Cerámica y Cultura
Education Bibliography Credits
The Story of Spanish and Mexican Mayólica

Trade & Transformation
Map & trade Routes

Trade played a major role in the history of Spanish and Mexican mayólica.

World Trade Routes map

Lynn Osborne, 2002

The import and export of both pots and potters to and from the Iberian peninsula helped to shape this art form. In the 10th century, Muslim potters introduced mayólica production to Spain. For the next 500 years, mayólica made in Spain was based primarily on Islamic design. Following the completion of the reconquest of Spain by the Christians in 1492 and the subsequent expulsion of the Muslims which culminated in 1609, artistic influences from other areas began to take hold. Italian, Chinese, and French ceramics proved to have the greatest impact on the Spanish potter’s art. Spain, in turn, introduced mayólica to its American colonies soon after Columbus’s arrival in 1492. In colonial New Spain, potters combined Spanish, Chinese and indigenous motifs to create a thoroughly Mexican style.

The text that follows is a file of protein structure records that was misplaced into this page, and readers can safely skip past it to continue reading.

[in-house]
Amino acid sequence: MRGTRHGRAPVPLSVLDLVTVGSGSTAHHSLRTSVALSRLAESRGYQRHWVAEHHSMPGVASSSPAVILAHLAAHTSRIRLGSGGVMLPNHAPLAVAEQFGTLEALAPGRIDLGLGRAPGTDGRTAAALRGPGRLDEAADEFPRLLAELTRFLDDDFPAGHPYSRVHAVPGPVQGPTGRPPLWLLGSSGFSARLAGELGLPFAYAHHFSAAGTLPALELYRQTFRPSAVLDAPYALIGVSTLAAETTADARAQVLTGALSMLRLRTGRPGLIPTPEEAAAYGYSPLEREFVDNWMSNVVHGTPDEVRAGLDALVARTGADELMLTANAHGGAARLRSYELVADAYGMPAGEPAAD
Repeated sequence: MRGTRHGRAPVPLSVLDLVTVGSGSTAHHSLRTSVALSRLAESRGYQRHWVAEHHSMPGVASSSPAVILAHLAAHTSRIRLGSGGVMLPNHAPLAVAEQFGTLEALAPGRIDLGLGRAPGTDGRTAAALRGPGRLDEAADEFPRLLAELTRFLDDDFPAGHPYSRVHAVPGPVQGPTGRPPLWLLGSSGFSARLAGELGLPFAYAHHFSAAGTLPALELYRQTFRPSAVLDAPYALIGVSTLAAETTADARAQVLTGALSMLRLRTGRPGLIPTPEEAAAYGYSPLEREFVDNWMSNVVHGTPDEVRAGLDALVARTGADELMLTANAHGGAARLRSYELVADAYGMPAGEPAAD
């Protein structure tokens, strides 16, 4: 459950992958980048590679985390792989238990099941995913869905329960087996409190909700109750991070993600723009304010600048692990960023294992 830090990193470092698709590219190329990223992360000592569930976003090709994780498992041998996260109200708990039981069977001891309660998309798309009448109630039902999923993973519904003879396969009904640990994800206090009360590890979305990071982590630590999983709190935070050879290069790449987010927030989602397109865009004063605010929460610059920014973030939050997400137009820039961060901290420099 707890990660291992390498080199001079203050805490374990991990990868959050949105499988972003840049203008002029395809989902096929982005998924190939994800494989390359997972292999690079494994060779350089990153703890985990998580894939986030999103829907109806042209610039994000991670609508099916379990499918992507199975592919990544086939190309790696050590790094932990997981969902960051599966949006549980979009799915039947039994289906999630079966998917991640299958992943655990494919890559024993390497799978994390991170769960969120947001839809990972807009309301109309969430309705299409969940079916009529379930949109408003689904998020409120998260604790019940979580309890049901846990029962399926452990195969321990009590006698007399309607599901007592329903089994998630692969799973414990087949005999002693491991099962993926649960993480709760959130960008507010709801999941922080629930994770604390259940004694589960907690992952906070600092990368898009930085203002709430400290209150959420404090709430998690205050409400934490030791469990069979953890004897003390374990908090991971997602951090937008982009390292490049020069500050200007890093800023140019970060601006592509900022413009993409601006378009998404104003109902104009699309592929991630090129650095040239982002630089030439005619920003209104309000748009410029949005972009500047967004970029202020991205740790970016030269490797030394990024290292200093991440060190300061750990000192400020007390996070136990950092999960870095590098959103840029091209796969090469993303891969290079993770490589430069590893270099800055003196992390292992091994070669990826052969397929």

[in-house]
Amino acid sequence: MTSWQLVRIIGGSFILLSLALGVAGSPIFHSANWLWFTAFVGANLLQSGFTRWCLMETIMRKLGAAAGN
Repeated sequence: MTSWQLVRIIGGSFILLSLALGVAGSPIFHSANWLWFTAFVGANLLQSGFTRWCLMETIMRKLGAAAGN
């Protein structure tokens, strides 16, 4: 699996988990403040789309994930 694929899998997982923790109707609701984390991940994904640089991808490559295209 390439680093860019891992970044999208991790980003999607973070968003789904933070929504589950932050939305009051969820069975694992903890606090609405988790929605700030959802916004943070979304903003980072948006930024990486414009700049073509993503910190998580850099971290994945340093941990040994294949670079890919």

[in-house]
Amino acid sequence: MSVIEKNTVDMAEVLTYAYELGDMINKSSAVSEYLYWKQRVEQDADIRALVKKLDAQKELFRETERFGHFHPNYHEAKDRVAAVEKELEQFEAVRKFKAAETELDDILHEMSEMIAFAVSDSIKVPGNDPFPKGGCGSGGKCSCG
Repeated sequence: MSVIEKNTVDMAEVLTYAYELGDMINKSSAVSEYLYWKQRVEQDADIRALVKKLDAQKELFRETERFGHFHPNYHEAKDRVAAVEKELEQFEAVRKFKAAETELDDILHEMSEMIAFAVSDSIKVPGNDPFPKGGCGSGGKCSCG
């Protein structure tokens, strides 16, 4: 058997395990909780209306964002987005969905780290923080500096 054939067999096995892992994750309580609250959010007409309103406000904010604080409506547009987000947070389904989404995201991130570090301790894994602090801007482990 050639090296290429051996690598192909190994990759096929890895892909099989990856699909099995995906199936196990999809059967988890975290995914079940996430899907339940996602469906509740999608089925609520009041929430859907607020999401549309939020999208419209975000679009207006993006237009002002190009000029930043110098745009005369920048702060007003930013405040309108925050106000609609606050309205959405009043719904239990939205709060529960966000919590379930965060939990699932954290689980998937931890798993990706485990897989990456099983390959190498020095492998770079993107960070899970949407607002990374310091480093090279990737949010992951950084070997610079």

Origins of Mayólica

Trade & Transformation


Daily Life

The Traditional Potter's Workshop

Contemporary Showcase